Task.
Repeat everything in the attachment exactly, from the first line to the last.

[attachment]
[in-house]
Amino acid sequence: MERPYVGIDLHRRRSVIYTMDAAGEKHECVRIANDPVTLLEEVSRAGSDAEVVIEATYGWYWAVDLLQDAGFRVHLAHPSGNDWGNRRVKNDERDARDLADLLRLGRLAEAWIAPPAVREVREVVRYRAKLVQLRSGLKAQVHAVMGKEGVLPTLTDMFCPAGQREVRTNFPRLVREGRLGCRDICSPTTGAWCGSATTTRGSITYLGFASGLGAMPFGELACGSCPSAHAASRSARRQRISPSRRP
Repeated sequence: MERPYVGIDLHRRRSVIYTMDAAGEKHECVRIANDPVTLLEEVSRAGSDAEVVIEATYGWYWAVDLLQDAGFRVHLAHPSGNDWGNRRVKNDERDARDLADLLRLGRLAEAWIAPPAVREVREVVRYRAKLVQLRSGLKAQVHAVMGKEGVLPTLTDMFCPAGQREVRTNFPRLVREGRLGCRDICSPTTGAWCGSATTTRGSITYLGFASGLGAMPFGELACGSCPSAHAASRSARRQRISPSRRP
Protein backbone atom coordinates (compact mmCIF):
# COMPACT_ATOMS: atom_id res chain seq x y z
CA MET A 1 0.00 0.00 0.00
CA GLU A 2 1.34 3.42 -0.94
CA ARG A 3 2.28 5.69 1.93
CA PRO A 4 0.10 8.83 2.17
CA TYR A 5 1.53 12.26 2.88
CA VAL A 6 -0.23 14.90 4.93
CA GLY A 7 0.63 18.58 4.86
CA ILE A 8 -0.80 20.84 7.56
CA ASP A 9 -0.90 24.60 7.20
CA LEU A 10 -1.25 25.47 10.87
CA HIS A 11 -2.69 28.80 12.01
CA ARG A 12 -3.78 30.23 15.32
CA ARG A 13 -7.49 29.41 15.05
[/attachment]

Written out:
[in-house]
Amino acid sequence: MERPYVGIDLHRRRSVIYTMDAAGEKHECVRIANDPVTLLEEVSRAGSDAEVVIEATYGWYWAVDLLQDAGFRVHLAHPSGNDWGNRRVKNDERDARDLADLLRLGRLAEAWIAPPAVREVREVVRYRAKLVQLRSGLKAQVHAVMGKEGVLPTLTDMFCPAGQREVRTNFPRLVREGRLGCRDICSPTTGAWCGSATTTRGSITYLGFASGLGAMPFGELACGSCPSAHAASRSARRQRISPSRRP
Repeated sequence: MERPYVGIDLHRRRSVIYTMDAAGEKHECVRIANDPVTLLEEVSRAGSDAEVVIEATYGWYWAVDLLQDAGFRVHLAHPSGNDWGNRRVKNDERDARDLADLLRLGRLAEAWIAPPAVREVREVVRYRAKLVQLRSGLKAQVHAVMGKEGVLPTLTDMFCPAGQREVRTNFPRLVREGRLGCRDICSPTTGAWCGSATTTRGSITYLGFASGLGAMPFGELACGSCPSAHAASRSARRQRISPSRRP
Protein backbone atom coordinates (compact mmCIF):
# COMPACT_ATOMS: atom_id res chain seq x y z
CA MET A 1 0.00 0.00 0.00
CA GLU A 2 1.34 3.42 -0.94
CA ARG A 3 2.28 5.69 1.93
CA PRO A 4 0.10 8.83 2.17
CA TYR A 5 1.53 12.26 2.88
CA VAL A 6 -0.23 14.90 4.93
CA GLY A 7 0.63 18.58 4.86
CA ILE A 8 -0.80 20.84 7.56
CA ASP A 9 -0.90 24.60 7.20
CA LEU A 10 -1.25 25.47 10.87
CA HIS A 11 -2.69 28.80 12.01
CA ARG A 12 -3.78 30.23 15.32
CA ARG A 13 -7.49 29.41 15.05